Tanking is a dirty word around the NBA.
The reason is it implies a lack of effort or desire, and no team wants that reputation (or to establish that culture). But it’s also a matter of semantics — you and I might well argue that a team that lets all its good talent walk to build around a young core and get some high draft picks is tanking; those teams would deny that saying they are trying to win, just with a younger core.
Enter the Milwaukee Bucks, who went from a backcourt of Monta Ellis and Brandon Jennings (a pair that mixed like oil and water) to Brandon Knight and Gary Neal with O.J. Mayo handling the ball a lot. The Bucks were the eight seed last season and are unlikely to be that high again.
But don’t use the word taking, as GM John Hammond said at Knight’s introductory press conference, as reported by the Journal-Sentinel.
“Some people use these words like ‘tanking,’ so to speak,” Hammond said… “We’re by no means in that mode whatsoever. We’re trying to remain competitive. I think we can be a competitive team. But also we really want to start focusing on the youth of this team and start talking about things like a championship-caliber team. Can they develop into a core like that? I think they can.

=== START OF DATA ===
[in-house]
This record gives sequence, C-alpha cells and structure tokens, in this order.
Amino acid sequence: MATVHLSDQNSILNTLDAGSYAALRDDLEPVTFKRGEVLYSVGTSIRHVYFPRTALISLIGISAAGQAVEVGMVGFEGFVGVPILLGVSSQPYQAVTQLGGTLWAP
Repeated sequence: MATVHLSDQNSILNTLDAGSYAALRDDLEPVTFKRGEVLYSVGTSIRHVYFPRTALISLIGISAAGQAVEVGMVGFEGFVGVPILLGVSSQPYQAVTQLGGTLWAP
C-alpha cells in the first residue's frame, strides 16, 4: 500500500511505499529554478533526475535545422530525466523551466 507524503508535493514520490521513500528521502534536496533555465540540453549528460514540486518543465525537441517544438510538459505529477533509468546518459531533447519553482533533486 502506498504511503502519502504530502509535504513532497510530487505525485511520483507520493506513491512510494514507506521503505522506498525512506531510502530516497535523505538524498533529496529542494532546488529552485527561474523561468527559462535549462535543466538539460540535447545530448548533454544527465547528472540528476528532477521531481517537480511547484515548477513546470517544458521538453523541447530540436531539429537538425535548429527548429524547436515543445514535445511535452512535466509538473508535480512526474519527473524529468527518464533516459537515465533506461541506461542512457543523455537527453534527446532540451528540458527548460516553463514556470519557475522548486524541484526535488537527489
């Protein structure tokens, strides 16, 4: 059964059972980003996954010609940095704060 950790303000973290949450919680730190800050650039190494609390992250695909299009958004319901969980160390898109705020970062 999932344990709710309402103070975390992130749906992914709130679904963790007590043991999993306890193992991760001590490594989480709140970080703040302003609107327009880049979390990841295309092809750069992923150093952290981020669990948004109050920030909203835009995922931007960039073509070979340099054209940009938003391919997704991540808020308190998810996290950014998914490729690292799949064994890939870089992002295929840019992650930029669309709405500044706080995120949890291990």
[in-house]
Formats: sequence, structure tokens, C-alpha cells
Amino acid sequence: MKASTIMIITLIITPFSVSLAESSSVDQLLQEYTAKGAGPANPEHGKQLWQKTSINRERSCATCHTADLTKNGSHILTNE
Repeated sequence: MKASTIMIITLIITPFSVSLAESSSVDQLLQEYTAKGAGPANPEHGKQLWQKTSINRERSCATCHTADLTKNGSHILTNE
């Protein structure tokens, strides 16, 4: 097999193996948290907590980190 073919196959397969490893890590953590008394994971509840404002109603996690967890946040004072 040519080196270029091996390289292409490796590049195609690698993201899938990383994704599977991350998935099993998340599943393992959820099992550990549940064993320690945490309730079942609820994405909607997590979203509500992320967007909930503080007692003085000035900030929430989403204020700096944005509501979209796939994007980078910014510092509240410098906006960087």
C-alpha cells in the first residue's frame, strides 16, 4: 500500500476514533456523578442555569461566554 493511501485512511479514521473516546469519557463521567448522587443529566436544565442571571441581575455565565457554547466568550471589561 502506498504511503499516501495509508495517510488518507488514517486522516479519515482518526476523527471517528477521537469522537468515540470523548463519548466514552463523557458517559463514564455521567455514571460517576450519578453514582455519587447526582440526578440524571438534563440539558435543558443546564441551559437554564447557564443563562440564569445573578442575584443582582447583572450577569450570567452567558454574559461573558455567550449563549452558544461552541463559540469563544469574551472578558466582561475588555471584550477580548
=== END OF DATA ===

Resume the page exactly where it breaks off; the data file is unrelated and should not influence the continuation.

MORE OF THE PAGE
“We’re going to have to have the right kind of people, people that say I want to be a part of that and I’m going to work hard to become that.”
Of course, the right kind of people would be Andrew Wiggins or Julius Randle or Aaron Gordon or some of the other guys near the top of the 2014 draft.
Part of this is just marketing — you don’t want to give fans a reason not to show up for a season, not to watch the games on television.
The Bucks are not going to be good, but they likely are better than a few teams that have, how shall we say, tried much harder to go young. With Mayo and Larry Sanders the Bucks can win a few games. They are not tanking in the “we don’t want to win” sense.
But if they lose a few games this season and get a good lottery pick next summer, that’s not the worst outcome.